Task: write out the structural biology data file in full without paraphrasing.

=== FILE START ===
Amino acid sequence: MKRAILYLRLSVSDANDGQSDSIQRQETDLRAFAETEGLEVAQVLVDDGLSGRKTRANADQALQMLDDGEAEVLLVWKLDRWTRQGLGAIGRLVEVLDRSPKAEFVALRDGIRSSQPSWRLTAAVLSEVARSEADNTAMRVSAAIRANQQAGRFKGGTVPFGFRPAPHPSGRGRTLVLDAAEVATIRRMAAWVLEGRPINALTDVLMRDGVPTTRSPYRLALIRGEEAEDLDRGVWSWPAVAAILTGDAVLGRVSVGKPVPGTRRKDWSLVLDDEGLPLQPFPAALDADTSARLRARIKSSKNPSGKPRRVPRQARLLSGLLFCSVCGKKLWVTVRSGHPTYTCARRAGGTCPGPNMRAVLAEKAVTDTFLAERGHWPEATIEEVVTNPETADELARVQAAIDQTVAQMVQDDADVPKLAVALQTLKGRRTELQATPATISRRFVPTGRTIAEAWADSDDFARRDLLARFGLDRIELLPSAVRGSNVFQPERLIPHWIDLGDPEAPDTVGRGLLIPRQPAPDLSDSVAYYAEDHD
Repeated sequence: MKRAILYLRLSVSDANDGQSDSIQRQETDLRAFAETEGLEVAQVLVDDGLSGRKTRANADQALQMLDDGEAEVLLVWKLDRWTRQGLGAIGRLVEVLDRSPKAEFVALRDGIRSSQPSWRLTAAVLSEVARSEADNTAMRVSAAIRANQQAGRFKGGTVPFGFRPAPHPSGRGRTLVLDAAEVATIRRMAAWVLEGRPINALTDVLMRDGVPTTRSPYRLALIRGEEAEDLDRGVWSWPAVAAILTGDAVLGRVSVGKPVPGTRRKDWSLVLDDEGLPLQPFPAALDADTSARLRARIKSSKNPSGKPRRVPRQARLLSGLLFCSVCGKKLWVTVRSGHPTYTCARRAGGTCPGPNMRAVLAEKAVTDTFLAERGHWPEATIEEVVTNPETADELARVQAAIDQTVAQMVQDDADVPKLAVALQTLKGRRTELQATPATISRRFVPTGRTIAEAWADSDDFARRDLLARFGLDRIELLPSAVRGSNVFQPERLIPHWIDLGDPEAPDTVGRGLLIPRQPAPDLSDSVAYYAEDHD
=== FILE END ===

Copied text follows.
Amino acid sequence: MKRAILYLRLSVSDANDGQSDSIQRQETDLRAFAETEGLEVAQVLVDDGLSGRKTRANADQALQMLDDGEAEVLLVWKLDRWTRQGLGAIGRLVEVLDRSPKAEFVALRDGIRSSQPSWRLTAAVLSEVARSEADNTAMRVSAAIRANQQAGRFKGGTVPFGFRPAPHPSGRGRTLVLDAAEVATIRRMAAWVLEGRPINALTDVLMRDGVPTTRSPYRLALIRGEEAEDLDRGVWSWPAVAAILTGDAVLGRVSVGKPVPGTRRKDWSLVLDDEGLPLQPFPAALDADTSARLRARIKSSKNPSGKPRRVPRQARLLSGLLFCSVCGKKLWVTVRSGHPTYTCARRAGGTCPGPNMRAVLAEKAVTDTFLAERGHWPEATIEEVVTNPETADELARVQAAIDQTVAQMVQDDADVPKLAVALQTLKGRRTELQATPATISRRFVPTGRTIAEAWADSDDFARRDLLARFGLDRIELLPSAVRGSNVFQPERLIPHWIDLGDPEAPDTVGRGLLIPRQPAPDLSDSVAYYAEDHD
Repeated sequence: MKRAILYLRLSVSDANDGQSDSIQRQETDLRAFAETEGLEVAQVLVDDGLSGRKTRANADQALQMLDDGEAEVLLVWKLDRWTRQGLGAIGRLVEVLDRSPKAEFVALRDGIRSSQPSWRLTAAVLSEVARSEADNTAMRVSAAIRANQQAGRFKGGTVPFGFRPAPHPSGRGRTLVLDAAEVATIRRMAAWVLEGRPINALTDVLMRDGVPTTRSPYRLALIRGEEAEDLDRGVWSWPAVAAILTGDAVLGRVSVGKPVPGTRRKDWSLVLDDEGLPLQPFPAALDADTSARLRARIKSSKNPSGKPRRVPRQARLLSGLLFCSVCGKKLWVTVRSGHPTYTCARRAGGTCPGPNMRAVLAEKAVTDTFLAERGHWPEATIEEVVTNPETADELARVQAAIDQTVAQMVQDDADVPKLAVALQTLKGRRTELQATPATISRRFVPTGRTIAEAWADSDDFARRDLLARFGLDRIELLPSAVRGSNVFQPERLIPHWIDLGDPEAPDTVGRGLLIPRQPAPDLSDSVAYYAEDHD